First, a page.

TAMPA —Tired of all the doom and gloom in business news? Well, pull up a chair and listen to a couple of local success stories. At the end of 2006, Yummy House opened on Waters Avenue, and Chinese food fans went crazy. Finally, a sophisticated Hong Kong-style restaurant with to-die-for whole fish and Peking duck and salt-and-pepper squid. Okay, maybe it's a little bit of a dump, but whatever. And in Ybor City, Laughing Cat slowly built an avid clientele over 11 years so that by 2010 the place was turning away eager supplicants in droves. It reached No. 2 on Trip Advisor's list of Tampa restaurants, handily beating out big guns like Bern's and the Columbia.
This summer, both restaurants did the next logical thing. They expanded. Yummy House added a second location, this one called Yummy House China Bistro, a much more glamorous freestanding building on a slightly bedraggled stretch of Hillsborough Avenue. Laughing Cat marched its business right across the street, departing the tiny space at 1820 N 15th St. and settling into the Streetcar Charlie's spot at 1811 N 15th St. Both of these new restaurant locations are large (in Laughing Cat's case, twice as large as the original), and both appear to have hit the ground running, adding dramatically to their long lists of devotees.
Each restaurant has made some smart changes in its new ventures. For Yummy House China Bistro, they've added dim sum cart service at lunch, a rarity in these parts offered only by a handful of places like T.C. Choy and Ho Ho Choy. At Laughing Cat, the once-vast menu has been pared down somewhat to reflect chef Franco LoRe's most popular dishes.
On our first visit to the new Yummy we ate Chinese dishes that Chinese people might order; on our second, we opted for more accessible Chinese-American dishes that many non-Chinese grew up with. Whether steamed lobster in ginger sauce (market price) or sweet and sour chicken ($8.50), Yummy does it right.
In a beautiful, airy dining room suitable for big parties (with a lovely private dining space visible off the back), there are stylish bamboo sculptures, a long central bar and a hip red and black color scheme. It's festive, lending itself to a splurge of Peking duck ($32) with its burnished skin, sumptuous layer of fat and rich meat, all tucked into sturdy pancakes with a dab of hoisin and some scallion curls. Feeling less flush? The salt-and-pepper tofu ($7.99) is still one of my faves, the little fried-and-dusted blocks sitting on a pile of addictive bits (jalapeno, crisply roasted garlic, scallion and ginger). Snow pea tips with roasted garlic ($12) comes in a close second, juicier and more flavorful than sauteed spinach, but with that same nearly grassy green flavor (this is a dish the slothful should never try at home — picking the tender greens from the stalks can be an all-day affair).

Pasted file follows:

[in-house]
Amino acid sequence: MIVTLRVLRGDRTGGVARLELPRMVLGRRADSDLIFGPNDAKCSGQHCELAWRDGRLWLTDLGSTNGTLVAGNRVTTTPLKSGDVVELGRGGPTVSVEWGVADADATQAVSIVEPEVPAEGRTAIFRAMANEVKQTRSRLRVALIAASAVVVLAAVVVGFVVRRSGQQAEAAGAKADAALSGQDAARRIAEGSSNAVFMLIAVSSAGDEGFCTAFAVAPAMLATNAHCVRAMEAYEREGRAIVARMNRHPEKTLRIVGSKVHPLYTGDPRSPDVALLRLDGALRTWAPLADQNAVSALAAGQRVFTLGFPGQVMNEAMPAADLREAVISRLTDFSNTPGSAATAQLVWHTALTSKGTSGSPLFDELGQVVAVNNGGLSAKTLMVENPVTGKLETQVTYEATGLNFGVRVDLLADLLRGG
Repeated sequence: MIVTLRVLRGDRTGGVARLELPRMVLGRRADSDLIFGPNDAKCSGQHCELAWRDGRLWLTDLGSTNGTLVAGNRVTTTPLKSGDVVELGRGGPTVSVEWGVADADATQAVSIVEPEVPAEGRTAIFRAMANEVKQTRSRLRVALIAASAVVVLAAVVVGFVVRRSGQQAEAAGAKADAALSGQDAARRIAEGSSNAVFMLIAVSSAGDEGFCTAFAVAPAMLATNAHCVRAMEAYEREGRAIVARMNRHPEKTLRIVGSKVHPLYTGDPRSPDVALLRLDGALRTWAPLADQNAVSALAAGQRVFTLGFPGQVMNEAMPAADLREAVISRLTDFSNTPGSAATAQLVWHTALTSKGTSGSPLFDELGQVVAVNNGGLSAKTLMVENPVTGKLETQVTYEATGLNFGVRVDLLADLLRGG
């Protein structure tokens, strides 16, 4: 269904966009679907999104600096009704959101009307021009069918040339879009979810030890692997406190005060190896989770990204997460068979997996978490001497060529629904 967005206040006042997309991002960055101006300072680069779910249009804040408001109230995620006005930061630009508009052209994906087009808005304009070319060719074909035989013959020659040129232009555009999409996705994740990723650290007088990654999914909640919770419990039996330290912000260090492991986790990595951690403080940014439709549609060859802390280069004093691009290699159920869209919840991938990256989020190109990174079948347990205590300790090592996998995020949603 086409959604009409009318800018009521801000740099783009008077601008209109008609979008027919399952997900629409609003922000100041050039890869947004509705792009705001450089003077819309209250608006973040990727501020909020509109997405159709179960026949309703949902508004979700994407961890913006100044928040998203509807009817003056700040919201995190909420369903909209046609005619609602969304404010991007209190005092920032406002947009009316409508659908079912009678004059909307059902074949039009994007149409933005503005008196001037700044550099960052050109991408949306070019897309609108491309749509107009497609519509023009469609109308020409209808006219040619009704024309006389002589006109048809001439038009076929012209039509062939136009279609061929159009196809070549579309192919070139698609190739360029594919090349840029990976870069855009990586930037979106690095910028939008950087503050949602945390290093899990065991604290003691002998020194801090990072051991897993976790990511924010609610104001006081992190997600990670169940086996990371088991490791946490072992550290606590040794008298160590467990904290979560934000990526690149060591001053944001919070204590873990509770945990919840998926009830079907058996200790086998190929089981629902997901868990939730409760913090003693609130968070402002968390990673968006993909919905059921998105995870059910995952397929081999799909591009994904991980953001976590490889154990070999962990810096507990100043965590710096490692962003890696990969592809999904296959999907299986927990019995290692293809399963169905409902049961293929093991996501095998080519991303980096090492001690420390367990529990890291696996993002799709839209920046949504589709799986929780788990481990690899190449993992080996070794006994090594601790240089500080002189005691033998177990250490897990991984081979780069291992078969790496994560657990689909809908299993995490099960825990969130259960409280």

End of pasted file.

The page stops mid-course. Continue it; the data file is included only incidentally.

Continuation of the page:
Look around the packed dining room and you'll see chopsticks swooping and lazy susans spinning dizzily as diners try to get at their favorite dishes. Over at Laughing Cat, it's more "hold your own." But you're holding a lot. Portions can be mondo — one night's rolled, stuffed eggplant appetizer ($9.95) could easily have fed one or more as an entree. It's food that might appeal to the strict Italophile but that's generous and accessible enough to satisfy the Italian-American as well. The decor is fairly casual, with the kind of no-frills chairs you see in hotel banquet rooms, but the Italian wine list is about as serious as it gets in these parts.
A top appetizer called funghi trifolati ($8.95) brings an avalanche of sauteed assorted mushrooms with roasted red peppers and artichokes, the whole thing piquant with lemon and jazzed with garlic and basil. Follow that up with a bowl of linguini malafemmina (the noodles nearly obscured by fat shrimp, sea scallops, mussels and calamari in a lively tomato sauce; $19.95) and you'll be happily groaning (or departing with weighty to-go containers).
Service at both new restaurants has the benefit of not being new at all. Veteran servers and management have merely been relocated, giving both locations assured pacing and a sense of continuity. Indeed, each restaurant is an example of finding a formula that works and tweaking it just enough to flourish in a new setting.
Laura Reiley can be reached at firstname.lastname@example.org or (727) 892-2293. She dines anonymously and unannounced. The Times pays all expenses. Advertising has nothing to do with selection for review or the assessment.